Millennium Post

Where goeth the NSG?

Power behoves interrogation by its wielders: Power to do what? The USA is a Superpower – in fact, the only one in the world. This has been acknowledged by none other than Vladimir Putin, the President of Russia only last week. China is also aware of that, even though it owns $1.3 trillion worth of U.S. government securities, thus underwriting the economy. It is still far behind the USA in terms of its national income or military prowess. Yet, the same USA is hobbled in terms of applying that almost absolute power because it cannot see beyond its own “national interest.”

So when Prime Minister Narendra Modi went visiting Washington, the people back home wanted to see the takeaways from the visit. It seems now that all New Delhi sought from the US is a vote of confidence for its nuclear programme. India also wishes to get into the club of 45-odd nations that have formed a conglomerate call the Nuclear Suppliers’ Group (NSG).

Is that all? Don’t we, in any case, enjoy the NSG waiver when we struck the 123 civilian nuclear deal with George W Bush? Do we need to be a “Global Strategic and Defence Partner” of the USA, by which we can sometimes sing “Who shot Sheriff?”

Yes, the challenge the US – indeed the West faces – is globe-girdling as much as its combined power is? On top of that, this threat is also in their front yard. Does India need to take on the Islamists for the sake of being a US partner all across the world, thus not just alienating 250 million of our own citizens but depleting national consensus against terrorism? 

One recalls that in 2001, when Bush II launched his aggressive designs on Iraq, then Deputy Prime Minister, Lal Krishna Advani even stated that India could contribute to the coalition – one not forged in New York, the United Nations – but by Washington, a unilateral enforcer who was so full of injured hubris that the query made was “Are you against us or with us?”

Atal Behari Vajpayee, the then Prime Minister, understood the dynamic better than most of his colleagues. He made a show of taking the Advani proposal to Parliament and nixed it there. 

Returning to his inheritor who is avowedly non-Nehruite, Modi could ask himself: how much do we need the pollination of the Superpower in our own goal of achieving our own exceptionalist vision?
Or has the time come once again to go back to the BRICS line-up, the Non-alignment 2.0 (as opposed to alignment with the US national interest), the “strategic autonomy” regime or the G-20. This is where together with China and Russia we can consider building a global consensus against the common scourge of people’s alienation from political power; gross inequality in financial terms; and for sustainable co-development.

Do we need to set our agendas from the front pages of The New York Times or Washington Post or CNN? Or do we search for a Seymour Hersh, who has the stupendous courage to take on the full Establishment of the USA and write a story about the killing of Osama Bin Laden (without judicial trial!)? He wrote a narrative that makes the official fable look like a full “Potemkin Village” – a Stalinist chimaera.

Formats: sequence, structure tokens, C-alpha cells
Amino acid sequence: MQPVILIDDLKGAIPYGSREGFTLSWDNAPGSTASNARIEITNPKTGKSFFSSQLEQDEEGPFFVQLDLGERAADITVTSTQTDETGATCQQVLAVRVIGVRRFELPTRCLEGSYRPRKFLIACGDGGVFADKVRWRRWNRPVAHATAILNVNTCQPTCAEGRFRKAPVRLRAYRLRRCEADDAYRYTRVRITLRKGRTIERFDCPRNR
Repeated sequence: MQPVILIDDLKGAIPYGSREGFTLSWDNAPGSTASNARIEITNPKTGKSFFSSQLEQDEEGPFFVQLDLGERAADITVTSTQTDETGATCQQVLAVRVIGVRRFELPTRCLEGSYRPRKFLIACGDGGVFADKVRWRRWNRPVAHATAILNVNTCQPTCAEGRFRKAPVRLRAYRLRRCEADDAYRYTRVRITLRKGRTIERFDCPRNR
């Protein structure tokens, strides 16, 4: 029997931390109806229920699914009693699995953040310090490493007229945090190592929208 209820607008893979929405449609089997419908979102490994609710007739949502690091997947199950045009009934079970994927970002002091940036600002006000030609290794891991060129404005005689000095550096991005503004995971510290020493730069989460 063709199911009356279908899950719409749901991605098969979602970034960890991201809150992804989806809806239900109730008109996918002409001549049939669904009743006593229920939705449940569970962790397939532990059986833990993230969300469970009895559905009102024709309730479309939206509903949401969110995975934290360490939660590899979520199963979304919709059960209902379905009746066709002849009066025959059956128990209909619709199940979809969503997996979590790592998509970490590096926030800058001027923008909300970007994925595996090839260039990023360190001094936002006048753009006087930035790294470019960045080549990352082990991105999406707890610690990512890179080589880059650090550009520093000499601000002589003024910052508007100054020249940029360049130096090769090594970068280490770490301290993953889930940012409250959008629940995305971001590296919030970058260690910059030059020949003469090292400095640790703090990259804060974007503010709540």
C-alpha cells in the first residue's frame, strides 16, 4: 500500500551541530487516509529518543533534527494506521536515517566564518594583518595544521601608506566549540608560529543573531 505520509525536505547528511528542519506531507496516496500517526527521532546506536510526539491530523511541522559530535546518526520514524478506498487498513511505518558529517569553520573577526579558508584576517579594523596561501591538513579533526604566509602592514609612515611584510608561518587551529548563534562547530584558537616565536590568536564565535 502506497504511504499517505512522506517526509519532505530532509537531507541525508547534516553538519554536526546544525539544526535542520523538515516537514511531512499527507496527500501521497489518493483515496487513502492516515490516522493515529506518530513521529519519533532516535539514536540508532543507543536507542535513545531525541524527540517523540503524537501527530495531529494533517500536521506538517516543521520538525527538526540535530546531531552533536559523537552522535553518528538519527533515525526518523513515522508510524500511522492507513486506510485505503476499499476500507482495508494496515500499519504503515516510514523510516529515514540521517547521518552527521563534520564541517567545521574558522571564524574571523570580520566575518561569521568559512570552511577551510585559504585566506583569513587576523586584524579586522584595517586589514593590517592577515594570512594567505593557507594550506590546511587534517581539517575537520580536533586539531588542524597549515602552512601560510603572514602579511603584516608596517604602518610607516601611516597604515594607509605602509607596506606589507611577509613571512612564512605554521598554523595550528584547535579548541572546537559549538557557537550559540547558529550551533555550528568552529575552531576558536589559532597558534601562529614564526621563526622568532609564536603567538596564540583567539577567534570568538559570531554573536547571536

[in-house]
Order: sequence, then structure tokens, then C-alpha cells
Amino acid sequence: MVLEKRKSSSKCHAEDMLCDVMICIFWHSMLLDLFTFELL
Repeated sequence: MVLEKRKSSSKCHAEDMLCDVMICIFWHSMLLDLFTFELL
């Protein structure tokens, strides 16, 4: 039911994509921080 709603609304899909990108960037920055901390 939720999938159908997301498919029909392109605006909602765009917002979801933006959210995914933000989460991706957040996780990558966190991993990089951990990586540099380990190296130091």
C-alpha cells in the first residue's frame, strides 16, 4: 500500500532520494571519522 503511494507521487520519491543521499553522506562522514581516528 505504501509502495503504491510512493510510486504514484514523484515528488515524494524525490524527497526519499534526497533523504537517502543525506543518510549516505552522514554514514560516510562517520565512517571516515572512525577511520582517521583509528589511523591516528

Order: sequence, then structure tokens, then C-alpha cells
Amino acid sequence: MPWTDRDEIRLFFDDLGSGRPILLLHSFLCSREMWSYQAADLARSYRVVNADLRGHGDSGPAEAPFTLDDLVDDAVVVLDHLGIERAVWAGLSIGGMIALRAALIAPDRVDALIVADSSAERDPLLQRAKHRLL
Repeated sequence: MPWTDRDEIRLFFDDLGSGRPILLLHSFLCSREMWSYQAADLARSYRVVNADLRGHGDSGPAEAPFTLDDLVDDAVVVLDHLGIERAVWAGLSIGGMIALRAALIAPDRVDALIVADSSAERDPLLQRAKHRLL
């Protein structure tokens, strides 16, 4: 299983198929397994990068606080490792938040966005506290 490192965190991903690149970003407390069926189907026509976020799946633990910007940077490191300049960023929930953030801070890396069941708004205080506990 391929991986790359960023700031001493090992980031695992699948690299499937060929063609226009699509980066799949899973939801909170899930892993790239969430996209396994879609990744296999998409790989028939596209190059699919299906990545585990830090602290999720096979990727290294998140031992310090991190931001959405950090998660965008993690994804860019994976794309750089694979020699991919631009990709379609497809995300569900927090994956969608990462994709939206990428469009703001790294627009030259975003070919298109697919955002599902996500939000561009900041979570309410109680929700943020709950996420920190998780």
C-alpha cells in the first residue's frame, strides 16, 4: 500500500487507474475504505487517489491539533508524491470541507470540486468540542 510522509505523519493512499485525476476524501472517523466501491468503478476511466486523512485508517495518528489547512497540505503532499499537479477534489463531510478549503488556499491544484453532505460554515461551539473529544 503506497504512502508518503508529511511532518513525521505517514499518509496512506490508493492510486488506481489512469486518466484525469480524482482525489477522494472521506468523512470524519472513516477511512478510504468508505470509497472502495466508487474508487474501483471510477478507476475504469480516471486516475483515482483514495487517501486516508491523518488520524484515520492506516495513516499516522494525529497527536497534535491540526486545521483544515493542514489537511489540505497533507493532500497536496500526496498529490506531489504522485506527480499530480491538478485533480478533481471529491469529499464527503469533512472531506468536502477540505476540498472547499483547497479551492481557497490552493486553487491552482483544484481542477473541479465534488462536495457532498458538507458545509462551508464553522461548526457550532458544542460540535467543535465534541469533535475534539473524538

China wants a quid pro quo from India for agreeing to its membership application for the NSG club that it itself joined in the mid-1990s. Minister for External Affairs Sushma Swaraj and her Foreign Secretary S Jaishankar seem to have found that common ground with Beijing. That is far more interesting a development and more important than a few nuclear energy multinationals lobbying for India’s entry into the NSG because they need the business.  

Was India’s stature enhanced when the US Senate failed to take up Senator John McCain’s India-specific amendment to the new law? This law surprisingly found bipartisan consensus in the most fractious Congress in US history, all because it was about good old “moolah”.

So does money make the world go round? No. Ideas do. And the place for ideation is no longer the preserve of the USA, France or Britain. In all these nations, the people are rising up. The ones in India who are watching avidly the Euro 2016 football are not aware that the Paris streets are almost totally clogged by millions of striking trade union protesters – from the coal industry, from railways, from communication industry.

These people are standing tall to reject the new labour laws that have been promulgated by the “socialist” President, Francois Hollande, whose list of celebrity girlfriends make more interesting read than his speeches. One recalls the policeman in Paris standing on a ceremonial police line who refused to shake the President’s hand, while people on his right and on his left failed to show a composite resolve of distaste for the quality of leadership.

So let us all ask ourselves: do we need to search for friends between an obnoxious Donald Trump or an empire builder like Hillary Clinton? Or do we need to ask our own conscience every once in a while: power to do what? We should remember “real idealism” of a Nehru was also tinged with “idealistic realism” by which the Dalai Lama found a home. 

(The author is a senior journalist. Views expressed are strictly personal.)
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